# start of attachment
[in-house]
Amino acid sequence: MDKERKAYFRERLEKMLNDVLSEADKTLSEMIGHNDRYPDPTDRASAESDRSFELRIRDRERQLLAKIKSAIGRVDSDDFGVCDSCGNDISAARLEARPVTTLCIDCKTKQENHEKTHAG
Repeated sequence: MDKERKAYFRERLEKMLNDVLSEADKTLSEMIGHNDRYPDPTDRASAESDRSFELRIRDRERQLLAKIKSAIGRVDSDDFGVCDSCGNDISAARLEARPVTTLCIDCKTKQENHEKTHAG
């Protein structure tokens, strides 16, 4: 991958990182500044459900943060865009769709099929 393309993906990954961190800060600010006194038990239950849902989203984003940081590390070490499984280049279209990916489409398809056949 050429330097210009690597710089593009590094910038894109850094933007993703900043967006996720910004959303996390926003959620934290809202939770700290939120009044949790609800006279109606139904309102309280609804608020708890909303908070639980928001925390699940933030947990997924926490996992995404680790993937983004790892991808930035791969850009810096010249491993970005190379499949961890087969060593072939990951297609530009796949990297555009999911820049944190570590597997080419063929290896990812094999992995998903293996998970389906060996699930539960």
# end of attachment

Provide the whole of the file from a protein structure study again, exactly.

[in-house]
Amino acid sequence: MDKERKAYFRERLEKMLNDVLSEADKTLSEMIGHNDRYPDPTDRASAESDRSFELRIRDRERQLLAKIKSAIGRVDSDDFGVCDSCGNDISAARLEARPVTTLCIDCKTKQENHEKTHAG
Repeated sequence: MDKERKAYFRERLEKMLNDVLSEADKTLSEMIGHNDRYPDPTDRASAESDRSFELRIRDRERQLLAKIKSAIGRVDSDDFGVCDSCGNDISAARLEARPVTTLCIDCKTKQENHEKTHAG
């Protein structure tokens, strides 16, 4: 991958990182500044459900943060865009769709099929 393309993906990954961190800060600010006194038990239950849902989203984003940081590390070490499984280049279209990916489409398809056949 050429330097210009690597710089593009590094910038894109850094933007993703900043967006996720910004959303996390926003959620934290809202939770700290939120009044949790609800006279109606139904309102309280609804608020708890909303908070639980928001925390699940933030947990997924926490996992995404680790993937983004790892991808930035791969850009810096010249491993970005190379499949961890087969060593072939990951297609530009796949990297555009999911820049944190570590597997080419063929290896990812094999992995998903293996998970389906060996699930539960």